Kio allowed himself to shut his eyes for a count of thirty. No longer. Although the bright light on the clouds was burning his retinas, he had to figure out what was wrong with the aqueduct. If he looked away too long he risked forgetting critical information.
He thought they’d had it fixed after the first bone dragon attack. But their work had been hasty–easy enough to understand, with how thirsty they were. Something left up there had shifted about.
If anybody had been around to ask, he’d have said he wasn’t sure why he was doing chores himself the morning after he’d learned he had a god hanging around as a houseguest. But the Benefactor was off catching breakfast, and Kio felt he’d lose his mind if he didn’t contribute something.
The capturing food was the strangest part. Every favor the Benefactor had done him had begun with the god leaping off the side of the castle and falling out of sight. So he could fly, somehow, and didn’t want Kio to see. Maybe it just made him smell bad.
He refocused his eyes on the drip, which was pinging off the edge of the basin. If he couldn’t come up with a way to make a repair on this bloody thing stick…
I could ask him.
A shudder coursed over his whole body. Until now, he hadn’t even considered such a thought. Everything the Benefactor had done for him so far had been of the god’s own volition. To request favors from him, as though his family’s patron was some sort of genie he’d just let out of a magic ring?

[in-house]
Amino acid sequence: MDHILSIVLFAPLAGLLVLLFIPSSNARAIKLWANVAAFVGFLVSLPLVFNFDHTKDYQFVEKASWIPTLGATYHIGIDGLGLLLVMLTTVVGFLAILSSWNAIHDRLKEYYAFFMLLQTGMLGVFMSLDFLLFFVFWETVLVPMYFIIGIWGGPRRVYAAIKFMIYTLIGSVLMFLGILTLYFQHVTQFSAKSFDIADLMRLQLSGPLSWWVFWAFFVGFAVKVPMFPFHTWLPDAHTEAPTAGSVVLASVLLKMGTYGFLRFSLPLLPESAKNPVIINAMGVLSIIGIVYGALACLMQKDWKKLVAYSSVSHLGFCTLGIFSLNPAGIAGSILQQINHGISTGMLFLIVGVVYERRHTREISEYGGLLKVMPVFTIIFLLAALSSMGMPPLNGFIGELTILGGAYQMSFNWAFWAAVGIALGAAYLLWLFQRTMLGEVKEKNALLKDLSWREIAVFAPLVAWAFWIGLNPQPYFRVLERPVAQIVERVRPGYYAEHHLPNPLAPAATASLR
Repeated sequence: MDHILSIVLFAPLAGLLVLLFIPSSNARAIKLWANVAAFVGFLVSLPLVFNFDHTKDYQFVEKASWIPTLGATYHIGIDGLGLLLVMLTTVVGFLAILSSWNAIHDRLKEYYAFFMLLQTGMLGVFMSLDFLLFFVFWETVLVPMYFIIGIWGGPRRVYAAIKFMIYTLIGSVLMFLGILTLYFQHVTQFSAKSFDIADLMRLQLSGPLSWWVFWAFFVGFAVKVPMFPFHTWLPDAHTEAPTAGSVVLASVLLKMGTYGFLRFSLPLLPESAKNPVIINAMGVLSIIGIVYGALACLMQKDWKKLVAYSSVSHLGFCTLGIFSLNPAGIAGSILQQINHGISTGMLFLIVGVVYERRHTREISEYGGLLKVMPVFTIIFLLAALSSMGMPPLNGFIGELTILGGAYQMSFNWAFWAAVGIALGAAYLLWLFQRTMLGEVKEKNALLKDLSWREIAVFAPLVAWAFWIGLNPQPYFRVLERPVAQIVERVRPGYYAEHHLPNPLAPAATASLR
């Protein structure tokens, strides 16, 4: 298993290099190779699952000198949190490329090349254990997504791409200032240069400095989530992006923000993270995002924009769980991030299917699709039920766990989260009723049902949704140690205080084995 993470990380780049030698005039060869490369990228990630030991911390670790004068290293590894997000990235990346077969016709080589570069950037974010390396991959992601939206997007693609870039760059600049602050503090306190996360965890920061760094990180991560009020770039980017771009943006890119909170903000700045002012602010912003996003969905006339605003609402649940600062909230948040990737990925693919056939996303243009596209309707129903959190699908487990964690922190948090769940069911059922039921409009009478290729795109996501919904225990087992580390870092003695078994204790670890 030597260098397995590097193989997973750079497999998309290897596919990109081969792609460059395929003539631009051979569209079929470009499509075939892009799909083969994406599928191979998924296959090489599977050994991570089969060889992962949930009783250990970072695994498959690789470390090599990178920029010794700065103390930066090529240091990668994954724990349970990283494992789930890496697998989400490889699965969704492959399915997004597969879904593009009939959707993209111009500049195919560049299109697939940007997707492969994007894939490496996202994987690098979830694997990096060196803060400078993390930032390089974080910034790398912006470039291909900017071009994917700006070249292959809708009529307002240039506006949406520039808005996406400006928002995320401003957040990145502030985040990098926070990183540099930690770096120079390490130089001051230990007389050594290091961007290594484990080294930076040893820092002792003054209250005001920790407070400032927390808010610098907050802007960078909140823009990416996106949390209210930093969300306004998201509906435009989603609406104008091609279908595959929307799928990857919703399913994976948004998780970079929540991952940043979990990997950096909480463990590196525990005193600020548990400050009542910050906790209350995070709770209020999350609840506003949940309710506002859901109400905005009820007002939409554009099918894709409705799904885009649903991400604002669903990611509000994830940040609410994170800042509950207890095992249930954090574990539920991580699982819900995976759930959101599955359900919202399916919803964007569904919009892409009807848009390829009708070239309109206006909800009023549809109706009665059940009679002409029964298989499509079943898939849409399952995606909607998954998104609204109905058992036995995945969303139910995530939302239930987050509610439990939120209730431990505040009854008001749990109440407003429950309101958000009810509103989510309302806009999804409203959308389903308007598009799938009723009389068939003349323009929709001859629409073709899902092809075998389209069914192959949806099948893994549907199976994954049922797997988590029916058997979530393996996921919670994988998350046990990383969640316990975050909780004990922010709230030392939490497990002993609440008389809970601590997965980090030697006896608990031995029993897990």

Unthinkable. Besides, this was supposed to be Kio’s contribution.
But then a new thought stole over him–a product of sleeplessness, of stress, of the reeling he was still doing over Karla’s lies. No doubt a sacriligous thought he never would have had otherwise. He would allow it this once, but no more.
Kio sat down against one of the tower doors, shivering in the wind. Just a quick rest before he kept thinking…
…and the thought came again.
He raced across the basin to the nearest set of stairs and bolted down into the Outer Citadel. If he could just get warm, out of the wind, he could quit having this same ridiculous idea over and over. It was wrong to think this. It was wrong to think about thinking this.
“Kio,” came the rich voice from above.
He whipped around on his heel. The Benefactor strode down the stairs, clutching a dead seagull in each hand. The birds hardly hard a drop of blood marring the smooth grey of their feathers.
“Kio, is something wrong?” asked the god.
Although…I’m just going to keep thinking about this. About a year ago, Karla had read over his shoulder and immediately told him they were both going to start meditating: sitting in silent peace and letting their thoughts come and go.
Neither of them had lasted long. But perhaps this idea was one he had to let run its course.
Stop it! He slapped himself in the face hard enough to sting. Shook his head until he was dizzy.
The Benefactor stepped closer, concern crinkling his eyes. He set the two seagulls aside.
Ever since Karla left, something had felt unbalanced within Kio. He needed to get his head on straight. Needed to get back to normal.
The voice infecting his brain whispered, How do you plan to do that without Karla?
The Benefactor placed one hand on Kio’s shoulder. Again, as it felt like he’d done a thousand times already this morning, he marvelled at how good the deity was at everything. He knew exactly what to do to comfort Kio: stabilize. Give him time to let his world resolve.
“Lord Rokhshan,” the Benefactor said, with a half-smile as though the title were now their private joke. “I can’t help you unless you trust me.”
The solution made itself obvious. Kio must have been an idiot not to have seen it before.
The way he’d be normal again without Karla was by letting the Benefactor know everything. Even the thoughts he shouldn’t have been thinking.
“I had an idea…” he stammered.